Mayor Lee & Board President Breed Announce San Francisco Exceeds Greenhouse Gas Emissions Reduction Goal
City Set to Reach Milestone in Emission Reduction Goals in 2017 & 2025; Mayor & Board President Call on SFPUC to Lead City’s Development of New Clean Energy Program
Mayor Edwin M. Lee and Board President London Breed today announced that San Francisco greenhouse gas emissions in 2012 were 23 percent below 1990 levels and the City is on track to reduce its greenhouse gas emissions 25 percent and 40 percent below 1990 levels by the year 2017 and 2025, respectively.
“Once again, San Francisco is proving that fighting climate change and growing a thriving economy can go hand-in-hand,” said Mayor Lee. “While Republicans in Washington deny the reality of climate change and delay action, San Francisco is leading the way to a sustainable future with innovation and real solutions while creating jobs and increasing affordability for our residents.”
Mayor Lee and Board President Breed today also called on the San Francisco Public Utilities Commission (SFPUC) to develop a clean energy program for San Francisco. CleanPowerSF, the City’s clean power program, will offer San Francisco a renewable energy alternative to the Pacific Gas and Electric Company (PG&E).
“Launching CleanPowerSF is the single most important thing San Francisco can do to combat climate change, and it has been one of my highest priorities as Supervisor,” said Board President London Breed. “Today’s announcement is the culmination of over a decade of work by countless advocates and leaders – I am humbled to share this success with them. This is truly an historic moment, and I thank Mayor Lee for once again showing what we can achieve when we work together as one.”
An emissions inventory, conducted by the San Francisco Department of the Environment, shows that San Francisco’s Citywide emissions for electricity, natural gas, on-road transportation, fuel and waste totaled 4.8 million metric tons of carbon dioxide equivalent (CO2e) in 2012. This compares with 6.2 million metric tons in 1990. This represents a reduction of approximately 23 percent in relation to 1990 emissions. The data and reduction were independently, third-party verified by ICF International.
This reduction is equivalent to taking 200,000 cars off the road, or avoiding the burning 3.3 million barrels of oil every year.
San Francisco continues to surpass international and Statewide emissions reduction targets established as part of the Kyoto Protocol calling for emission reductions of 7 percent by 2012, and California’s landmark climate law AB 32 calling for statewide emissions to return to 1990 levels by 2020.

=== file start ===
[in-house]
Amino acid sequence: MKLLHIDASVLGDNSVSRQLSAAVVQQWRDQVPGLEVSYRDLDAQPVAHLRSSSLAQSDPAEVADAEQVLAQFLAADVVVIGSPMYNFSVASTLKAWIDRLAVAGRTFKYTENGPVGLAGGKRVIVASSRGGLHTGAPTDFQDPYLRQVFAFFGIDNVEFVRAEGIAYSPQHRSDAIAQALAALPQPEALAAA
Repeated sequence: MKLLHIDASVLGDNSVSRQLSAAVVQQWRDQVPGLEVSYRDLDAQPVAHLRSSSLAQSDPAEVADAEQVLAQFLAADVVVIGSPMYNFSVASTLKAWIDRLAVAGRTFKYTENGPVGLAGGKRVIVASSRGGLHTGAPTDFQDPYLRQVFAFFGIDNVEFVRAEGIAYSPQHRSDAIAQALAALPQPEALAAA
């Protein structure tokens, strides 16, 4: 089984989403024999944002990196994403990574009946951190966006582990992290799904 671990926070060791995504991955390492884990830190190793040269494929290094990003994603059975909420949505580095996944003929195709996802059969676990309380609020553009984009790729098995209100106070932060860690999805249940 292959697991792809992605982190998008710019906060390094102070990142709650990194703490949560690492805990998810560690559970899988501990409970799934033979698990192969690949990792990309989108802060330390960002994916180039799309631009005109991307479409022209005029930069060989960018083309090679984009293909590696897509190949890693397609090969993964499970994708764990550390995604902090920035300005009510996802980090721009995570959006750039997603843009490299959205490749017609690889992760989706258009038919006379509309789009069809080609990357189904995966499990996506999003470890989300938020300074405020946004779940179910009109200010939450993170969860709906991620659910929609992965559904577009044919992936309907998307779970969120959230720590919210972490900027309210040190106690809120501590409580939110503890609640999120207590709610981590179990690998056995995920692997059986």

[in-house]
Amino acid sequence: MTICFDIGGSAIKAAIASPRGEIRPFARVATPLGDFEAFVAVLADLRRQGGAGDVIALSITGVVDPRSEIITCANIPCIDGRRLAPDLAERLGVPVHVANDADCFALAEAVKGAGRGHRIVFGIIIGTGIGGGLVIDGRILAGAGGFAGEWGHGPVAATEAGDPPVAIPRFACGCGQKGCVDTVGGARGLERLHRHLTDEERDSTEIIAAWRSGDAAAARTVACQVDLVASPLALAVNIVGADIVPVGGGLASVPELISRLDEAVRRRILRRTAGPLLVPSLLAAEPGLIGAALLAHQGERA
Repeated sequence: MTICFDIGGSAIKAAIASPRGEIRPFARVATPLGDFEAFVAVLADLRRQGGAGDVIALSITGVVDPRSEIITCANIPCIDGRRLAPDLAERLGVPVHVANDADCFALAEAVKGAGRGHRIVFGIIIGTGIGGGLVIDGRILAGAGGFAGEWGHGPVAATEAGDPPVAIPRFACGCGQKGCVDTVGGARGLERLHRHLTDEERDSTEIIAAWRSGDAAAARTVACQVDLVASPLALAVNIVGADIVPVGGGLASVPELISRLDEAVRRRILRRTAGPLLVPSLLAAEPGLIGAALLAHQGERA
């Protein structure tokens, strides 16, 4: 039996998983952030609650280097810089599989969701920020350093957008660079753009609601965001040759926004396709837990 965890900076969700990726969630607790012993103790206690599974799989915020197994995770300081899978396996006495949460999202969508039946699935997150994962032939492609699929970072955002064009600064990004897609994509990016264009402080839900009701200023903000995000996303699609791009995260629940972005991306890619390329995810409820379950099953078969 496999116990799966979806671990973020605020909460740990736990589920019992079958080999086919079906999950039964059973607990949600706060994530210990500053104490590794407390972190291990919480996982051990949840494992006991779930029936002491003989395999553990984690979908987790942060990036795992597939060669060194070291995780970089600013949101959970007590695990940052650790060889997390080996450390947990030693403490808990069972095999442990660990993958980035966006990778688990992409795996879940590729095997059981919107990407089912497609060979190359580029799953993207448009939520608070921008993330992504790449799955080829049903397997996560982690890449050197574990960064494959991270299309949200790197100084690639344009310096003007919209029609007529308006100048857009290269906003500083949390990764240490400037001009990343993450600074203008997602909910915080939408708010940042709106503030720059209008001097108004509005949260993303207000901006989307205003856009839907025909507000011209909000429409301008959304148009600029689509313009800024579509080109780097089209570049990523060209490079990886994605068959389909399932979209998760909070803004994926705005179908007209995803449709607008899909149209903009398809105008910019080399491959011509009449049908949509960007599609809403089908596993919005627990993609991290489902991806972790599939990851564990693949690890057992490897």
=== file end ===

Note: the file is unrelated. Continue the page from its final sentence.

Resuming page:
In 2010, San Francisco’s emissions were at 14.5 percent below 1990 levels; since 2010, an additional 544,781 metric tons of carbon emissions were reduced exceeding the 20 percent reduction goal for 2012. A few examples that contributed to the carbon reductions since the last data analysis in 2010 included:
• Vehicle fuels: while driving increased by single percent, significant improvements in fuel efficiency and increased use of hybrids and electric vehicles contributed to an overall emissions reduction.
• Commercial electricity: a combination of PG&E’s cleaner energy portfolio plus significant improvements in the energy mix for Direct Access customers in San Francisco, a 43 percent improvement in emissions factor alone, contributed to San Francisco’s overall emissions reduction.
• Recycling and composting: through continued residential and commercial diversion of recyclable and organic material from the landfill, San Francisco has dropped 4 percent in from 2010 to 2012, to support overall emissions reduction.
“In 2010, shutting down two dirty power plants accounted for the major source for reductions; this time around it was a mix of the City’s innovative policies like its Zero Waste goal by 2020 and the Green Building ordinance combined by success in the region to shift to cleaner fuels and investments in public transportation that helped San Francisco surpass its reduction target of 20 percent,” said Department of the Environment Director Deborah Raphael. “Now we set our sights on meeting our 2017 and 2025 reduction goals of 25 percent and 40 percent below 1990 respectively and with Mayor Lee’s leadership and working with residents and business partners we can achieve these targets.”